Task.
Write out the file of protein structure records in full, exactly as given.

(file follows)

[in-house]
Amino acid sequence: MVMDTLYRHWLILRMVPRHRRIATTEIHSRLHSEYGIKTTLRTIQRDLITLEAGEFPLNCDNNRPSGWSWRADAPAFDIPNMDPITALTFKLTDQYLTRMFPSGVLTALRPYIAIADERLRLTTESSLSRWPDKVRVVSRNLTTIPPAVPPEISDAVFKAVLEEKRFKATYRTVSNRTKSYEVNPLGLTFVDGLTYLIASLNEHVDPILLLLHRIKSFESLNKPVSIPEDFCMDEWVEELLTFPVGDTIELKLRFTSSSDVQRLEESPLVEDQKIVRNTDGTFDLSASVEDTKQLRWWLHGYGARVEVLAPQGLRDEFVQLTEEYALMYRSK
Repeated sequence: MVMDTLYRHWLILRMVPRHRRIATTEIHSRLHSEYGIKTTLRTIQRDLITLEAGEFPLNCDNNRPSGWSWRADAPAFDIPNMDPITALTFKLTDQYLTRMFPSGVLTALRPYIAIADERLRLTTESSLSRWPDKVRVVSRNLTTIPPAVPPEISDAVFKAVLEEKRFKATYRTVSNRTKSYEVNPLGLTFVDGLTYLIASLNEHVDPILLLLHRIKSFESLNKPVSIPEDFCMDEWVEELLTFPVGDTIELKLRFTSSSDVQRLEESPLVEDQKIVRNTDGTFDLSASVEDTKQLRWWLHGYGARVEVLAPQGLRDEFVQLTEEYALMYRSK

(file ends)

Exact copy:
[in-house]
Amino acid sequence: MVMDTLYRHWLILRMVPRHRRIATTEIHSRLHSEYGIKTTLRTIQRDLITLEAGEFPLNCDNNRPSGWSWRADAPAFDIPNMDPITALTFKLTDQYLTRMFPSGVLTALRPYIAIADERLRLTTESSLSRWPDKVRVVSRNLTTIPPAVPPEISDAVFKAVLEEKRFKATYRTVSNRTKSYEVNPLGLTFVDGLTYLIASLNEHVDPILLLLHRIKSFESLNKPVSIPEDFCMDEWVEELLTFPVGDTIELKLRFTSSSDVQRLEESPLVEDQKIVRNTDGTFDLSASVEDTKQLRWWLHGYGARVEVLAPQGLRDEFVQLTEEYALMYRSK
Repeated sequence: MVMDTLYRHWLILRMVPRHRRIATTEIHSRLHSEYGIKTTLRTIQRDLITLEAGEFPLNCDNNRPSGWSWRADAPAFDIPNMDPITALTFKLTDQYLTRMFPSGVLTALRPYIAIADERLRLTTESSLSRWPDKVRVVSRNLTTIPPAVPPEISDAVFKAVLEEKRFKATYRTVSNRTKSYEVNPLGLTFVDGLTYLIASLNEHVDPILLLLHRIKSFESLNKPVSIPEDFCMDEWVEELLTFPVGDTIELKLRFTSSSDVQRLEESPLVEDQKIVRNTDGTFDLSASVEDTKQLRWWLHGYGARVEVLAPQGLRDEFVQLTEEYALMYRSK